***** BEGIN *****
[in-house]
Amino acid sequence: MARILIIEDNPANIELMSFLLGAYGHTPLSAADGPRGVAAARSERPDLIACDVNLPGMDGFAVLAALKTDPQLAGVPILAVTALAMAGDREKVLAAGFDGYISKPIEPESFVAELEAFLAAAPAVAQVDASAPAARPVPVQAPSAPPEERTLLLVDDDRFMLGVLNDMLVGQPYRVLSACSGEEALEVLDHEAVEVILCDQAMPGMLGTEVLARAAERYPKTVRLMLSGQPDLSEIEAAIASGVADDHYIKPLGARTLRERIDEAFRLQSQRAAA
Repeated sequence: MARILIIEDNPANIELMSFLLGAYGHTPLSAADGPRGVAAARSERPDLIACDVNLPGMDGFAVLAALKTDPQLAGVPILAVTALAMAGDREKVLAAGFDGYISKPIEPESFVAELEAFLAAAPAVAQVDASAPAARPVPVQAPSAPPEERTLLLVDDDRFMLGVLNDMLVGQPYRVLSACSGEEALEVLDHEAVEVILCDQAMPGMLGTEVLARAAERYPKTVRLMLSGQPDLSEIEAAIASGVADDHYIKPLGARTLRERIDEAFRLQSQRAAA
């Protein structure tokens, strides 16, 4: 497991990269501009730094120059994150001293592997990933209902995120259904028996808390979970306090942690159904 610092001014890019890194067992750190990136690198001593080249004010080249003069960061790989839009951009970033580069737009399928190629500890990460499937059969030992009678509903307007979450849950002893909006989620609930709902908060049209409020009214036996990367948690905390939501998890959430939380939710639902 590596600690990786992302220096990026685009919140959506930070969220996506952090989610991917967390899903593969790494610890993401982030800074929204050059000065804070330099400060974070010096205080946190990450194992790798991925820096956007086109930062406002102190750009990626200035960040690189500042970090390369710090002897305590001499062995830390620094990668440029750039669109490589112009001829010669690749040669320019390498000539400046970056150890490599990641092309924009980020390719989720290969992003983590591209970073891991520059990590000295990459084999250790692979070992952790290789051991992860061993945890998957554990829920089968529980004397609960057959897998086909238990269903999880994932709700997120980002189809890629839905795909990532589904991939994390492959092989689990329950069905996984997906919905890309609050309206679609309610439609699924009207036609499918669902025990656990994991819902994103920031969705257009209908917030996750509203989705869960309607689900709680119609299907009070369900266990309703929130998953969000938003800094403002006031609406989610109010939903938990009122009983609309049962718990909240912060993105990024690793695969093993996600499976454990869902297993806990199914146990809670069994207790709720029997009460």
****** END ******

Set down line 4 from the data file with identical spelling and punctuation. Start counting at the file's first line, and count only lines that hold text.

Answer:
């Protein structure tokens, strides 16, 4: 497991990269501009730094120059994150001293592997990933209902995120259904028996808390979970306090942690159904 610092001014890019890194067992750190990136690198001593080249004010080249003069960061790989839009951009970033580069737009399928190629500890990460499937059969030992009678509903307007979450849950002893909006989620609930709902908060049209409020009214036996990367948690905390939501998890959430939380939710639902 590596600690990786992302220096990026685009919140959506930070969220996506952090989610991917967390899903593969790494610890993401982030800074929204050059000065804070330099400060974070010096205080946190990450194992790798991925820096956007086109930062406002102190750009990626200035960040690189500042970090390369710090002897305590001499062995830390620094990668440029750039669109490589112009001829010669690749040669320019390498000539400046970056150890490599990641092309924009980020390719989720290969992003983590591209970073891991520059990590000295990459084999250790692979070992952790290789051991992860061993945890998957554990829920089968529980004397609960057959897998086909238990269903999880994932709700997120980002189809890629839905795909990532589904991939994390492959092989689990329950069905996984997906919905890309609050309206679609309610439609699924009207036609499918669902025990656990994991819902994103920031969705257009209908917030996750509203989705869960309607689900709680119609299907009070369900266990309703929130998953969000938003800094403002006031609406989610109010939903938990009122009983609309049962718990909240912060993105990024690793695969093993996600499976454990869902297993806990199914146990809670069994207790709720029997009460």